After all of our family conversations throughout the years about food, I recently discovered that one of my working sons was frequenting fast food restaurants because “it was easier and the food was cheap.” I promised him I’d write a cookbook for busy, single, working kids to prove that it didn’t have to be that way. You can cook very well for one. With a little preparation and a little bit of cooking knowledge, I’d show my son that he’d be able to eat much healthier food that didn’t take a lot of time and would save him money.
Basically, it’s a win-win (-win) solution. This is the beginning of that cookbook.
The Win-Win-Win Cookbook
How to make meals quickly and save yourself a boatload of money
You’ve heard all your life about how important healthy food is. You’ve probably seen the movie “Supersize Me” and maybe even “Food Inc.” You know that McDonald’s French fries and hamburgers are so filled with artificial preservatives that they don’t mold. Ever.
And you’ve seen pictures of the pink chicken slime that is used to make chicken nuggets.
When you were younger it was easy. Your parents warned you about the perils of fast food, they prepared fresh food (maybe even from a CSA ) and most importantly, they kept you away from Fast Food restaurants.
When you are little – out of sight, out of mind – really works.
But now you find yourself a little older. You’ve got a job. You may be living on your own. The thought of cooking overwhelms you – and besides, it’s just you, hardly worth the effort, eh?
It started off slowly, a quick stop to buy a breakfast sandwich and a coffee.
Then lunch was added, after all, where else can you get so much food for just a few dollars?
And when you realized that salads were available, you started getting those. Salads are healthy – mom would be proud.
Pretty soon your car starts filling up with fast food wrappers. And guess what? You’ve started to develop that dreaded small tire of fat around your waist, affectionately known as love handles. And at the end of each week, you’re not even sure where all of your money went, it seems that all you buy is food and gas.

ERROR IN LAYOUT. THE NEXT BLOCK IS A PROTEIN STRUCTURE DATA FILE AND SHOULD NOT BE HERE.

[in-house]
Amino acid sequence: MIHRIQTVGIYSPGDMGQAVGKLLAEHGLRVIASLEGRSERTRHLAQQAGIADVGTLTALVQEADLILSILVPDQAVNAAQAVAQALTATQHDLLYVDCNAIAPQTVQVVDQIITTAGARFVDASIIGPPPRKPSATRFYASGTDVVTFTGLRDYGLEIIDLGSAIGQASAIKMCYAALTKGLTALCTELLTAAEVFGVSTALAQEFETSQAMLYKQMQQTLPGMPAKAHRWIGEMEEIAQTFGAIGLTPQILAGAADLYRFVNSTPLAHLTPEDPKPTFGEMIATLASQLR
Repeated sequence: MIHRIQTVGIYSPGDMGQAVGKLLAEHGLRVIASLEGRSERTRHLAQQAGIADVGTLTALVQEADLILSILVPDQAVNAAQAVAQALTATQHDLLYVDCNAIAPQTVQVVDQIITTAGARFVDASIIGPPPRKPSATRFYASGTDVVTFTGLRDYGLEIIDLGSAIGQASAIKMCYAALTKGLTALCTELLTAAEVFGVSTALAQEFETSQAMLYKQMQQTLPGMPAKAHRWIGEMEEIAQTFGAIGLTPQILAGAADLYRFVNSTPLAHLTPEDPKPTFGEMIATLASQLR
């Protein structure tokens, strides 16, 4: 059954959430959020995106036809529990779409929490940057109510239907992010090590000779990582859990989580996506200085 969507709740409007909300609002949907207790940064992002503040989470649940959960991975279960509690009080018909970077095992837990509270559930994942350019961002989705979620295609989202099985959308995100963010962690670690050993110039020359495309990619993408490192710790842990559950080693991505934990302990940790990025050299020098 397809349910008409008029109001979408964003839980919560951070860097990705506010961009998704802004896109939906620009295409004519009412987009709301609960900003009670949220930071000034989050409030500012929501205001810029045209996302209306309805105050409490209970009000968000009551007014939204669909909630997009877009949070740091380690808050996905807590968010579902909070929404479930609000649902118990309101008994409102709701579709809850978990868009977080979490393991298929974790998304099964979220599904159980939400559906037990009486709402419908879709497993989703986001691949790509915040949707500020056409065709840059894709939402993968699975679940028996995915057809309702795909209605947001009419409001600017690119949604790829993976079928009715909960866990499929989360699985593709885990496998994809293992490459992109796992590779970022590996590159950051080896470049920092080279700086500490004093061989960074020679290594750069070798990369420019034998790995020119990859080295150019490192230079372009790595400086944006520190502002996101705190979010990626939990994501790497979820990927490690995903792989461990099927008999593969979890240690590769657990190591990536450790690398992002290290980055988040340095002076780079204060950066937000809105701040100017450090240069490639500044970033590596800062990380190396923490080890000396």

- Breakfast: Sandwich and coffee – $1 + $1
- Lunch: Value Meal – apx $6
- Dinner – Salad and Soda – $4.60 + $1.29
That comes to approximately $14 dollars a day. For the week, it amounts to about $97 (and I’m not even including restaurant tax or the amount of sugar, which is another whole discussion.)
That’s almost a hundred dollars a week you are spending on food that is not good for you and that is making you fat (and eventually if eaten long enough, will also make you sick.)
Do I have your attention yet?
This is where where mom steps in.
I know you know how to cook. You’ve grown up in a large family. You’ve been helping out in the kitchen since you were little. You know how to cook for an army.
But I’m not sure you know how to cook for yourself.
Cooking from scratch is time-consuming, there is no doubt about that, but with all the salad and hot food bars around, with a few skills, you can learn to cook quick, nutritious, and far less costly meals than if you ate fast food all week.
So let’s start shall we?
Tomorrow: Pasta for lunch
Wendy Thomas writes about the lessons learned while raising children and chickens in New Hampshire. Contact her at Wendy@SimpleThrift.com
Also, join me on Facebook to find out more about the flock (children and chickens) and see some pretty funny chicken jokes, photos of tiny houses, and even a recipe or two.
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